While many of us remember the horror of the September 11 attacks, the story of why it happened and America's reaction is a fascinating history lesson. Digital editor Dan Jensen talks about why this new Netflix series is one of the more important ones this year.
TURNING POINT: 9/11 AND THE WAR ON TERROR is a five-part documentary series that goes deep into the events leading up to and following the September 11 attacks and shows why America is its own worst enemy.
Split into five episodes, each running for around an hour, Turning Point is equal parts confronting and fascinating. This series doesn’t hold back in its criticism of America’s involvement in Afghanistan over the decades, with the concluding chapter focusing on events taking place right now. Any good documentary requires bias to be left at the door and there is none present here.
The series begins with a harrowing look at the events that took place on the day of the terrorist attacks and it doesn’t hold back. It manages to use imagery and voice recordings of those about to die to stir the emotions effectively. While it's not easy to watch these things, it’s necessary for the context of the story it’s telling. It knows we’ve covered this ground for the past 20 years, so it doesn’t take long before it asks the questions as to why it happened.
Turning Point gives us interviews with White House officials, military leaders, journalists and even former Taliban leaders to go deep into the history of how America essentially created its own worst enemy. Not only that, we’re shown how the U.S. Government already had intelligence as to something going on but failed to act. Hearing former government officials giving their perspectives on events leading up to 9/11 is deeply interesting.
Of course, following the terrorist attacks, President Bush seized the opportunity to expand the U.S. military’s power and the War on Terror began. Turning Point doesn’t refrain from emphasising what went wrong during this time and just how much the U.S. Government failed. There is some clever editing on display here, especially when we see a montage of news clips of Bush and other officials adamant that they’ve found weapons of mass destruction only to have all of that debunked by people with actual intelligence.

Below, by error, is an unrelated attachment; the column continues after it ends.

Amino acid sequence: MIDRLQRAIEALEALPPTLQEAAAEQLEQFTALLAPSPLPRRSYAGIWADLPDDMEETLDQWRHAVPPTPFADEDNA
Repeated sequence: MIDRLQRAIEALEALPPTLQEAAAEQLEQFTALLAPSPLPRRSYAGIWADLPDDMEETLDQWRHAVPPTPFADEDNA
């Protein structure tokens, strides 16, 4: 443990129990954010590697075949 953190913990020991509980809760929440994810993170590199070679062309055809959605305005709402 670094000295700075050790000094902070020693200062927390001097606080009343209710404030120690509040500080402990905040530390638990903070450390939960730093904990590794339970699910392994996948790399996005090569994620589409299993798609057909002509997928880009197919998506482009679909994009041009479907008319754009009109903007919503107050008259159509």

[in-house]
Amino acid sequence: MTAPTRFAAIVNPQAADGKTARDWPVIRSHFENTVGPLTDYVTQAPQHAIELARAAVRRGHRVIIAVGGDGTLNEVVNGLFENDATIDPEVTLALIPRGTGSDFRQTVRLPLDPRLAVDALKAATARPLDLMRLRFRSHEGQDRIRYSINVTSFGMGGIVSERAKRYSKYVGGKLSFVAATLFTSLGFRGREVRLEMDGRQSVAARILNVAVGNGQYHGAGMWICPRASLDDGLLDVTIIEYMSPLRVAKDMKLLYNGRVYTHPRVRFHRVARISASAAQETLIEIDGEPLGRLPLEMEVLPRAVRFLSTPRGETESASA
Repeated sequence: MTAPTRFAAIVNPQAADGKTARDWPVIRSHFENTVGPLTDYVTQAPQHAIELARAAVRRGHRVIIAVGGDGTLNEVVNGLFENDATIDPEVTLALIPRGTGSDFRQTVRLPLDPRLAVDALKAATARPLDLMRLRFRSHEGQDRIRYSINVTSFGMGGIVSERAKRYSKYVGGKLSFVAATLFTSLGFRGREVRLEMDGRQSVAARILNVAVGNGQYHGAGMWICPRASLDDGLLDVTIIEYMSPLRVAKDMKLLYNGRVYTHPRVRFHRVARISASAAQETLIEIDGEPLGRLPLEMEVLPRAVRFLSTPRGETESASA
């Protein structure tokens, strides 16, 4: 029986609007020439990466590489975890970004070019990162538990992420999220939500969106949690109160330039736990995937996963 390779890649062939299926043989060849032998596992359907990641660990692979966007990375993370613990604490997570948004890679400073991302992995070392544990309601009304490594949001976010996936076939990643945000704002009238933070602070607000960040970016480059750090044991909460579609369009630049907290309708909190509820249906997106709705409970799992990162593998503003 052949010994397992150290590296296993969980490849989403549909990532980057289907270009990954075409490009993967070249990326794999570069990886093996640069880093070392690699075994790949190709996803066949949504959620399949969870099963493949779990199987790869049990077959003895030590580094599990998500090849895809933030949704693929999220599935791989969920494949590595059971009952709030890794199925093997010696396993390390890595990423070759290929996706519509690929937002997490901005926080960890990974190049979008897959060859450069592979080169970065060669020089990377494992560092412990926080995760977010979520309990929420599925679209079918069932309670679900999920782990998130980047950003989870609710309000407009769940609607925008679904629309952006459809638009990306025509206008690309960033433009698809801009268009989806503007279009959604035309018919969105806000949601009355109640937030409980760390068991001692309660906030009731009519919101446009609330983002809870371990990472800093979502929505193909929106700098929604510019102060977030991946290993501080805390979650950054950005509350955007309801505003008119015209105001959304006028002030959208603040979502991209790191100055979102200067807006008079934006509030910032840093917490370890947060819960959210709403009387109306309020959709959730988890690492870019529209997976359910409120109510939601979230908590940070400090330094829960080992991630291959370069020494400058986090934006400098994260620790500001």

At this point, we follow the U.S. military into Afghanistan and are given a front-row seat to the absolute horror show they were put through. Some of the camera work here is impressive, putting the viewer right in the middle of firefights in high definition, even witnessing the death of a soldier during a skirmish. The more sensitive viewer may well ask why we need to see something like that, but the violence shown is never glorified – it’s purely to make us realise just how much of a nightmare the situation was.
Turning Point also explains why Guantanamo Bay turned out to be a pointless exercise in hostility and some of the facts revealed are astonishing. The cruelty and gung-ho attitude of the American war machine are never sugar-coated in this series. It also shows first-hand how a lot of the trillions of dollars spent on the Afghanistan War were completely wasted through poor decisions and sheer stupidity.
In the end, Turning Point doesn’t provide any answers as to how the Afghanistan situation could have been handled better. Indeed, some of the positives from America’s meddling are discussed – another example of the series’ lack of bias.
But through interviews with people who actually shaped the course of history from both sides of the conflict, footage that never holds back on telling the truth and some truly great editing, Turning Point is a fascinating series and well worth your time.
Turning Point: 9/11 and the War on Terror is now streaming on Netflix.
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